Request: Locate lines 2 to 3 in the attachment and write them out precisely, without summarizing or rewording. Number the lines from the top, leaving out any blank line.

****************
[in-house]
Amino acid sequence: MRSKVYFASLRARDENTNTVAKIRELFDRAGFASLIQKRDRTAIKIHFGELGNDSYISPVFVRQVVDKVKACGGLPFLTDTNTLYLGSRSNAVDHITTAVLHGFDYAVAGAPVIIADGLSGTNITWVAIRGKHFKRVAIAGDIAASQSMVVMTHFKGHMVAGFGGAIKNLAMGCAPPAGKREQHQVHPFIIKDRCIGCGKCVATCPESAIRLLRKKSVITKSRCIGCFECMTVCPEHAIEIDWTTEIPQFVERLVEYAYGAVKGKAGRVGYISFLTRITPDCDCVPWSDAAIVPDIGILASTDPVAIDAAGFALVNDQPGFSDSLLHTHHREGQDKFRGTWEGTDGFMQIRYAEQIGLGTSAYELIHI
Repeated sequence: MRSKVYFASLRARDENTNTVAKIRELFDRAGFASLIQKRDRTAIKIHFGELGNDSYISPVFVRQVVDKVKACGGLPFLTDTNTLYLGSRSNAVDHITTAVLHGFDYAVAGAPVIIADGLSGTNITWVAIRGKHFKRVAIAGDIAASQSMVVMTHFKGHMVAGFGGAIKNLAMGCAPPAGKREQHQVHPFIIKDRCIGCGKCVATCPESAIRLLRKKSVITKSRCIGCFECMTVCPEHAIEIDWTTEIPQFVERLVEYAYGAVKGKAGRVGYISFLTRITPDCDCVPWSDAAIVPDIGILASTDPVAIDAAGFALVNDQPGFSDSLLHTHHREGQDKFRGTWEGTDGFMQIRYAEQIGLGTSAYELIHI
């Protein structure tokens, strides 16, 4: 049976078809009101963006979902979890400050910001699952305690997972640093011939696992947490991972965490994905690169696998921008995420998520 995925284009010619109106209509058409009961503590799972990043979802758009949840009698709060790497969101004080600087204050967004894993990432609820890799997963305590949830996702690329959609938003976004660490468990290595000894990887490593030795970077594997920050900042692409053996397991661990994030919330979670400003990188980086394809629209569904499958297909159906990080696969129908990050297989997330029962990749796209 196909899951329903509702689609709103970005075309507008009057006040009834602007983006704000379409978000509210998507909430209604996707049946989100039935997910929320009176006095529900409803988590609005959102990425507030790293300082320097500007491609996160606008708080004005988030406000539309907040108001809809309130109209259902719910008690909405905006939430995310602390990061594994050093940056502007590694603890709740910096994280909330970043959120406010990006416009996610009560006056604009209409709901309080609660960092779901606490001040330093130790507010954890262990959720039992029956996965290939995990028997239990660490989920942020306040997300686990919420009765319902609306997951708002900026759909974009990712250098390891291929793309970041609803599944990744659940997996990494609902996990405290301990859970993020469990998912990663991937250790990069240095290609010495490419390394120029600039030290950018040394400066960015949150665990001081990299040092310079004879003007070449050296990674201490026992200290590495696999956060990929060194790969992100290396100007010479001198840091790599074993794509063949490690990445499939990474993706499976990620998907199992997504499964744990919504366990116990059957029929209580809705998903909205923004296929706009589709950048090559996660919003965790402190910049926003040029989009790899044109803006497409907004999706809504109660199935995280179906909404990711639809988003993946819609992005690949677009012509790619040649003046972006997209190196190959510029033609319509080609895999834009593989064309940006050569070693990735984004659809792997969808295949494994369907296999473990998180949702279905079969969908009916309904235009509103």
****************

Amino acid sequence: MRSKVYFASLRARDENTNTVAKIRELFDRAGFASLIQKRDRTAIKIHFGELGNDSYISPVFVRQVVDKVKACGGLPFLTDTNTLYLGSRSNAVDHITTAVLHGFDYAVAGAPVIIADGLSGTNITWVAIRGKHFKRVAIAGDIAASQSMVVMTHFKGHMVAGFGGAIKNLAMGCAPPAGKREQHQVHPFIIKDRCIGCGKCVATCPESAIRLLRKKSVITKSRCIGCFECMTVCPEHAIEIDWTTEIPQFVERLVEYAYGAVKGKAGRVGYISFLTRITPDCDCVPWSDAAIVPDIGILASTDPVAIDAAGFALVNDQPGFSDSLLHTHHREGQDKFRGTWEGTDGFMQIRYAEQIGLGTSAYELIHI
Repeated sequence: MRSKVYFASLRARDENTNTVAKIRELFDRAGFASLIQKRDRTAIKIHFGELGNDSYISPVFVRQVVDKVKACGGLPFLTDTNTLYLGSRSNAVDHITTAVLHGFDYAVAGAPVIIADGLSGTNITWVAIRGKHFKRVAIAGDIAASQSMVVMTHFKGHMVAGFGGAIKNLAMGCAPPAGKREQHQVHPFIIKDRCIGCGKCVATCPESAIRLLRKKSVITKSRCIGCFECMTVCPEHAIEIDWTTEIPQFVERLVEYAYGAVKGKAGRVGYISFLTRITPDCDCVPWSDAAIVPDIGILASTDPVAIDAAGFALVNDQPGFSDSLLHTHHREGQDKFRGTWEGTDGFMQIRYAEQIGLGTSAYELIHI